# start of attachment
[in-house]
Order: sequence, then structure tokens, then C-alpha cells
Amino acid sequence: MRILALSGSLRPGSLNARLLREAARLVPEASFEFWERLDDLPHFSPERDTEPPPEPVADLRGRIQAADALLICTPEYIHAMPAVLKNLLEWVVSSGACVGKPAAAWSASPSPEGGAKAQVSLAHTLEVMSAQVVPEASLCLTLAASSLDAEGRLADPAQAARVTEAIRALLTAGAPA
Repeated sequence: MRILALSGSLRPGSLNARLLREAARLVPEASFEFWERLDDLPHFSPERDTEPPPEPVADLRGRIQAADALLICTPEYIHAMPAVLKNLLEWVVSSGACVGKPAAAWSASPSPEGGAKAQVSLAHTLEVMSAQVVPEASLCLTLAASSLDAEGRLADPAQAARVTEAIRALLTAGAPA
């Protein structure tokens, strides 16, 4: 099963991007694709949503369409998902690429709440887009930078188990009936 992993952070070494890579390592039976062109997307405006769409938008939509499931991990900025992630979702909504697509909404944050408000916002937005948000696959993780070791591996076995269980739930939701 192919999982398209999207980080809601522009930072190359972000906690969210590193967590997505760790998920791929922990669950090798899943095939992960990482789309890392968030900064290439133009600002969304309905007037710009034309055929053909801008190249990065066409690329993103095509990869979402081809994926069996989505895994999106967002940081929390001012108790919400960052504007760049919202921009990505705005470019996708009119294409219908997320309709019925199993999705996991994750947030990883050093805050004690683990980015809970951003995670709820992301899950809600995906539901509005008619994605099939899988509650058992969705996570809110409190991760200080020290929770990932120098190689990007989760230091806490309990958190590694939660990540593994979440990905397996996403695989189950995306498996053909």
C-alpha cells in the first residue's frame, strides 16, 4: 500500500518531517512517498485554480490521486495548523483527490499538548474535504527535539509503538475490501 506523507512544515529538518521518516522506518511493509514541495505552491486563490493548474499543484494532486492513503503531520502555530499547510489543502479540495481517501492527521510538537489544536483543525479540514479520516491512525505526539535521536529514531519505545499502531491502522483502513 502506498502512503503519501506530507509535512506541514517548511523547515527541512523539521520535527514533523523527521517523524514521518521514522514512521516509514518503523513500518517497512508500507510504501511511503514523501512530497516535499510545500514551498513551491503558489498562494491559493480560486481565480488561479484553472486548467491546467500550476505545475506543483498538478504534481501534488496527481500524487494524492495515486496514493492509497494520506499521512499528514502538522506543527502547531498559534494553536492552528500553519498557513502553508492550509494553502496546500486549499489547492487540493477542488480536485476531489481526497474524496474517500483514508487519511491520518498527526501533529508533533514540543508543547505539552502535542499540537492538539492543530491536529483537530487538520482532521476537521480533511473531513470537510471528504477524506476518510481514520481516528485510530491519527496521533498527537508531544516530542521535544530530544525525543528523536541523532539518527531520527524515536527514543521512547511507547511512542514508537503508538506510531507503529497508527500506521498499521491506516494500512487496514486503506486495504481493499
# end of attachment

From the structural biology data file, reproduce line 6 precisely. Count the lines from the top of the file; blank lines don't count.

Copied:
C-alpha cells in the first residue's frame, strides 16, 4: 500500500518531517512517498485554480490521486495548523483527490499538548474535504527535539509503538475490501 506523507512544515529538518521518516522506518511493509514541495505552491486563490493548474499543484494532486492513503503531520502555530499547510489543502479540495481517501492527521510538537489544536483543525479540514479520516491512525505526539535521536529514531519505545499502531491502522483502513 502506498502512503503519501506530507509535512506541514517548511523547515527541512523539521520535527514533523523527521517523524514521518521514522514512521516509514518503523513500518517497512508500507510504501511511503514523501512530497516535499510545500514551498513551491503558489498562494491559493480560486481565480488561479484553472486548467491546467500550476505545475506543483498538478504534481501534488496527481500524487494524492495515486496514493492509497494520506499521512499528514502538522506543527502547531498559534494553536492552528500553519498557513502553508492550509494553502496546500486549499489547492487540493477542488480536485476531489481526497474524496474517500483514508487519511491520518498527526501533529508533533514540543508543547505539552502535542499540537492538539492543530491536529483537530487538520482532521476537521480533511473531513470537510471528504477524506476518510481514520481516528485510530491519527496521533498527537508531544516530542521535544530530544525525543528523536541523532539518527531520527524515536527514543521512547511507547511512542514508537503508538506510531507503529497508527500506521498499521491506516494500512487496514486503506486495504481493499